Viva Air, the Colombian low-cost airline, changes its president. Felix Antelo, Argentine and former CEO of the Peruvian subsidiary of Latam, announced this Thursday his resignation from the management of a company immersed in a financial crisis that threatens his existence. The executive, who arrived in Colombia five years ago, says goodbye brandishing health problems and in the midst of repeated protests by workers overwhelmed by the company’s decision to leave five aircraft on the ground as a last measure to mitigate the situation.
The union has indicated that this measure could result in the loss of some 300 jobs distributed between Bogota and Medellin (for a total workforce of 1,250 employees). It has been of little use, for now, that the company has taken refuge a few weeks ago under the rescue law designed by the Government to restructure the debt that has been crushing hundreds of businesses since the pandemic.
As a backdrop is the indecision about the integration process with Avianca. It is an operation that is being reviewed by the Civil Aeronautics, in charge of ensuring free competition in the air market, and by the Superintendency of Industry and Commerce, also endowed with auditing powers. The reason? They must review whether the marriage infringes the right to free competition in the local market and whether the merger would have been signed before the necessary approvals from the controller.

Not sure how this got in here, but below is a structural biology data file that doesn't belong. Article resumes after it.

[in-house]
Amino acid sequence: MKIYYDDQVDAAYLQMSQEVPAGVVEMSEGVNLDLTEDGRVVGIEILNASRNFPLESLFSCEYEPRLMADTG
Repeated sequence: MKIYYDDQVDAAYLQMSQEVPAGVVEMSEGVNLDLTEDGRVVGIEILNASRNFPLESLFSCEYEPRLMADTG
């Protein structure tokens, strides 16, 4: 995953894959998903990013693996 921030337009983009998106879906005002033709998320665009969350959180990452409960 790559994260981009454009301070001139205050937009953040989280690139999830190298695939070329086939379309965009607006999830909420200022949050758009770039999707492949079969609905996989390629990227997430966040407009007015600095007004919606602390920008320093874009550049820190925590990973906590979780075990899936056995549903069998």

The legal figure, known as a “company separation”, has been criticized by various actors in the sector who at the time denounced the participation of the Irishman Declan Ryan, the company’s largest shareholder, on the Avianca board. The European manager, son of the founder of the RyanAir line, a forerunner in the sector of cheap tickets, had to give up his chair in November last year.
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Nor does it add points to Avianca’s defense for having publicized in an official statement dated May 11, the creation of the new Abra Limited Group. It would be a new Colombian-Brazilian consortium, which had the economic rights of Viva, and which sought to balance the relationship of forces in the region with the Chilean giant Latam. With an investment of 350 million dollars, this time Avianca’s partner was Brazilian Gol, the third largest airline in that country with 250 planes and connections with Latin America and the United States.
For now, Viva Air has appointed Francisco Lalinde, a mechanical engineer and management specialist with 30 years of experience in the airline industry, as interim president and CEO. Lalinde had been serving as vice president of operations. The company issued a statement urging Aerocivil to “act quickly to approve the pending transaction and thus allow the company to become part of a larger and more solid group of airlines.”
It is a desperate call to stop the financial bleeding that Viva has been dragging since the pandemic, which hit it in full growth and when it had 43 domestic and 13 international routes. The situation has incidentally whetted the appetite of companies such as the Chilean JetSmart and Latam, interested in taking over the shares of the Colombian low-cost company. Two declarations of intent that have only generated turbulence in the panorama. And it is that there are not a few analysts in the sector who face the situation with a central and until now unresolvable question: who should address the new suitors with their rescue offers.